The daughter's bedroom today with green walls gone and rather dispiriting curtains

The property was subdivided in 2005 and side blocks including the croquet lawn were sold off for development

The new kitchen as of the 2011 real estate listing

Floor plan from 2011 listing

Overall what I liked about this house and the reason why I kept these tear sheets for so long was the very, very high standard everything was done to - the bones are fantastic and of the highest quality, with world class designers involved. The other thing was that the Tuscan and Provencal style, which became so highly fashionable in the 90's and which has now fallen out of favour, was so well suited to our climate here in Australia. This house looks quite place appropriate with its shutters and Mediterranean date palms in the front garden, far more so than the Georgian style which replaced it in the 2000's. Everything revolves in design though, and it will be interesting to see when this style makes a comeback.

Hope you enjoyed this trip back in time.

Photographs: Robert Frith, Belle Magazine, early 90's with accompanying article written by Anne-Louise Willoughby.

2011 real estate photos were via realestate.com.au

11 comments:

  1. The rooms are enormous. I imagine that presents a problem of its own when trying to decorate. For all the detail, some of them look strangely empty. The building itself is beautiful and I agree we just don't build for our specific climate or environment here in Australia. But what is the alternative to lowest common denominator construction, where most people are happy just to have option A and option B? Building outside the project box can be expensive and even if you are prepared to take a buy & hold strategy, you still need to meet bank valuation requirements, which often consider you a 'niche' project.

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    1. They are strangely empty, which is why I think maybe they weren't being lived in. Even for a photo shoot you'd see a bit of day to day life scattered around, but there are so many empty walls and lack of things that I really think the family had moved out (perhaps to somewhere else overseas?)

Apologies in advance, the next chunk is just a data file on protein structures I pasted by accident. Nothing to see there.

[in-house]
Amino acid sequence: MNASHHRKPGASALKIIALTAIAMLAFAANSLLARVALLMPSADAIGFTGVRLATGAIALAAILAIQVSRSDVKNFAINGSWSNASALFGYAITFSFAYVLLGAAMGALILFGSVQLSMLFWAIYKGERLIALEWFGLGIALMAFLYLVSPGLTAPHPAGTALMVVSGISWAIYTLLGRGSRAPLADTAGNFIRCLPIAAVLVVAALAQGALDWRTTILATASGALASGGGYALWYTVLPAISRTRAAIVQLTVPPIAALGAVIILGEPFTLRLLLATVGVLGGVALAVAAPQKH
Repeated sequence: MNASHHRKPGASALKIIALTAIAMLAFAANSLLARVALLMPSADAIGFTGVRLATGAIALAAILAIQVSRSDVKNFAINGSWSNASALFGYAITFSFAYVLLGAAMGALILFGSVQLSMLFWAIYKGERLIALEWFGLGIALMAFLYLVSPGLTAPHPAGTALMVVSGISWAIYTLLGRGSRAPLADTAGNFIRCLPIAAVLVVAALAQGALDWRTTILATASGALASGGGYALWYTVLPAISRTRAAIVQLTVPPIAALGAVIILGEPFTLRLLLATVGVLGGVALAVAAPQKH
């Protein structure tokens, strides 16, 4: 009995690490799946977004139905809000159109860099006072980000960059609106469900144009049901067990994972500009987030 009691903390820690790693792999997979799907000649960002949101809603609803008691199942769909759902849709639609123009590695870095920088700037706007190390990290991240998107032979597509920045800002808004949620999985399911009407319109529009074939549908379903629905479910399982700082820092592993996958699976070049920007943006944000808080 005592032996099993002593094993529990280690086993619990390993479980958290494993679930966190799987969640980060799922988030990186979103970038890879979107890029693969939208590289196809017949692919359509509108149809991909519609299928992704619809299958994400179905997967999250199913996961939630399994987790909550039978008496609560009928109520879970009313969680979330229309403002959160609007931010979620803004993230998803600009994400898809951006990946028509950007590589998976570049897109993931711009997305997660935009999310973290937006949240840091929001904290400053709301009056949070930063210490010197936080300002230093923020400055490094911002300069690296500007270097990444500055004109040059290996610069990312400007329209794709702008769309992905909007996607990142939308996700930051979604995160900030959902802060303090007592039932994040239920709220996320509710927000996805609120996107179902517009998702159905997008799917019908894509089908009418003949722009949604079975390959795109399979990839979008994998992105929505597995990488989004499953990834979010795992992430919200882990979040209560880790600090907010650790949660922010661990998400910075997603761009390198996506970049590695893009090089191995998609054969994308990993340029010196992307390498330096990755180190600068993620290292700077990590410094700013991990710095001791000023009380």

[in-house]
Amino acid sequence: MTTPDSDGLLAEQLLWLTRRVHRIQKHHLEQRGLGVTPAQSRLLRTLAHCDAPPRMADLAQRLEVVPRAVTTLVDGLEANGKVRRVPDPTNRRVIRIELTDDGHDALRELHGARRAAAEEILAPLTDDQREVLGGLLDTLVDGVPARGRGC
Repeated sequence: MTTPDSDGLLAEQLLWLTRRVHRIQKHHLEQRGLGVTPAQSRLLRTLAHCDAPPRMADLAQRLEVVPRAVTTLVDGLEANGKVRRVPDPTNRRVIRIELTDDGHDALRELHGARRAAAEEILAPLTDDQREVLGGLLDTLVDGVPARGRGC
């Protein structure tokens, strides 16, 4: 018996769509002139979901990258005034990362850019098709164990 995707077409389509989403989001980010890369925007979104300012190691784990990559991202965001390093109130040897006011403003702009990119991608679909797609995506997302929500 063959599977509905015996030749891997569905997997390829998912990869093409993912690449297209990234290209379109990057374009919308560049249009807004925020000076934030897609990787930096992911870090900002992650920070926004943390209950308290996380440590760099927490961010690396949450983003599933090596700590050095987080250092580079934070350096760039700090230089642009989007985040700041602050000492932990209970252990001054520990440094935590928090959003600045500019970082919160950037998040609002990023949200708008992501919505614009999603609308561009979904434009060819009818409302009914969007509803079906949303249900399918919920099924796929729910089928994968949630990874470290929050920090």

Lower cost housing is definitely difficult when you have limited options, and construction costs are so high here in Australia this adds another level to the whole thing. I think though that any good design has wide eaves, verandas and responds to the sun patterns as a starting point. These things don't really cost much more money, particularly to design around the sun patterns, but unfortunately a project home builder rarely considers it as they're about mass and churning it out, and there's only so much leeway for individual design changes.

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  2. My father when he moved to Florida to take advantage of no state income tax got coaxed by his bimbo 4th wife into joining a gated country club community with a first rate golf course and practice facilities which he liked so they gave him a sweetheart deal hoping his WASPy pedigree would help attract the New Money which it did. Florida has what's called the Homestead Act which means the government can't seize your home no matter how you obtained the funding so every high finance swindler facing indictment pored all their liquid assets into a gaudy home at this club. Never forget Lesley Stahl of 60 Minutes doing a segment across the street from my pop's home of some junk bond raider and showing this disgusting turreted monstrosity while itemizing the properties amenities and then informing viewers of the widows and orphans he swindled to build something so disgusting.
    That 4th wife, a year older than me, who almost achieved her life's ambition of being a Playboy Centerfold, was hoping the 60 minutes cameras would pan and catch pop's home.
    She thought this was glam.

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    1. Oh dear... on many levels. There seems to be a human instinct though to show everyone that you've made it by building something very large and grand, and it seems to be universal - Bernie Maddof is a great case in point with his lifestyle built on other people's money.

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    2. Just for the record, GSL is a product of his father's first wife...the one who tutored his dumbass through Duke...

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  3. Oh dear Lord. It is hard to believe that anyone in his right mind would paint over that beautiful stencil work, and the lovely hand painted details. And the curtains! What on earth???
    I shouldn't be surprised. The same thing happened in Montecito; John Saladino did the most beautiful job of an estate called "Las Tejas". The Italian artist spent two years hand painting beautiful frescoes and ceilings, gorgeous curtains; similar to the house you showed.
    An actress bought it; I do not believe ever even moved in, and painted absolutely everything white.

    Obliterating the most gorgeous things.
    It is just so sad.
    You are totally correct, those original interiors stand the test of time.